Journal Article Annotations
2020, 3rd Quarter
Annotations by Rebecca Anthony, MD and Natalia Ortiz, MD
PUBLICATION #1 — GI Psychiatry
This study sought to look at the impact of a pre-existing mood disorder in patients with inflammatory bowel disease (IBD) on continuation with anti-tumor necrosis factor (TNF) biologic therapy and subsequent adverse outcomes related to treatment ineffectiveness. Researchers found that having an active mood disorder in 2 years prior to anti-TNF therapy associated with higher rate of biologic discontinuation in first year of therapy, though they did not find a significant difference in IBD-related adverse outcomes during same period. The scope of the study did not include reasons for discontinuation of biologic or severity and remission status of mood disorders.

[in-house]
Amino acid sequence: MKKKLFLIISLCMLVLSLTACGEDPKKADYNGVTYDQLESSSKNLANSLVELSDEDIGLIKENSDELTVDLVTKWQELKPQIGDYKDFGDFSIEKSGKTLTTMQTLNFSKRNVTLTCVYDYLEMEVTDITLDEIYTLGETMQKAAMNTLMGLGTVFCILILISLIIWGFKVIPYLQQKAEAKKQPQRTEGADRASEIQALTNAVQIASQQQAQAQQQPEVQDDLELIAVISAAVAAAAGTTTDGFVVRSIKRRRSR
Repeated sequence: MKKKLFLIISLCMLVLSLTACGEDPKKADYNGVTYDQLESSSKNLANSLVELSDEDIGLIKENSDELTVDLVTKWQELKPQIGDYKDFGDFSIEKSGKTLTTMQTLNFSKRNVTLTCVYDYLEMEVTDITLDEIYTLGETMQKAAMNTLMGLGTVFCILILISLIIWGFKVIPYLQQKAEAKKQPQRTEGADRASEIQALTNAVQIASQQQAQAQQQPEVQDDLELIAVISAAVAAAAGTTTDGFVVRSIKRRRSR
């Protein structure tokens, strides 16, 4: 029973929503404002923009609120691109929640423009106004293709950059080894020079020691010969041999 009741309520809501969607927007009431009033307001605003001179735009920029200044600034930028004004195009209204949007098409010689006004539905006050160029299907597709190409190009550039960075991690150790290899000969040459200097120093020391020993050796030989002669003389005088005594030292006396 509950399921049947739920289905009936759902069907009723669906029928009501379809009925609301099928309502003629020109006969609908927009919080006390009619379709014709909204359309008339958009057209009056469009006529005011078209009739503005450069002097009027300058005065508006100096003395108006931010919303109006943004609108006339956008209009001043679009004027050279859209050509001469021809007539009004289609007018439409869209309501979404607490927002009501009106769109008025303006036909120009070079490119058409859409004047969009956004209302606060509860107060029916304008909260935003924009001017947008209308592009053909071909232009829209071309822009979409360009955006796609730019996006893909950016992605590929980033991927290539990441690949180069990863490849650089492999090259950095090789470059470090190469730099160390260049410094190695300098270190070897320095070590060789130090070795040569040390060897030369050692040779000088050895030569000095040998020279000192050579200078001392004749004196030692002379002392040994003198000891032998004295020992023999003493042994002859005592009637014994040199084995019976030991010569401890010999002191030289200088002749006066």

Strength and weaknesses:
Strengths include a large study population and access to records through existing enrollment of IBD patients through a pre-existing database. Weaknesses include the study’s reliance on retrospective chart review with mood disorders only considered active if the criteria met within 2 years of biologic initiation, thereby limiting the definition of mood disorders to mood disorder-related doctors’ visits or prescriptions. This approach potentially misses patients who did not seek care with overt psychiatric complaints as well as overestimates active disorders by not considering the lesser impact of mood disorders in remission.
It is still unclear if intervention on mood disorders would increase compliance on anti-TNF treatment, however, this study highlights the importance for C-L psychiatrists to be aware of the higher risk of medication discontinuation among patients with pre-existing anxiety and depression. C-L psychiatrists need to work closely with patient and GI doctors to monitor and facilitate the best chance of medication adherence.
Type of study (EBM guide):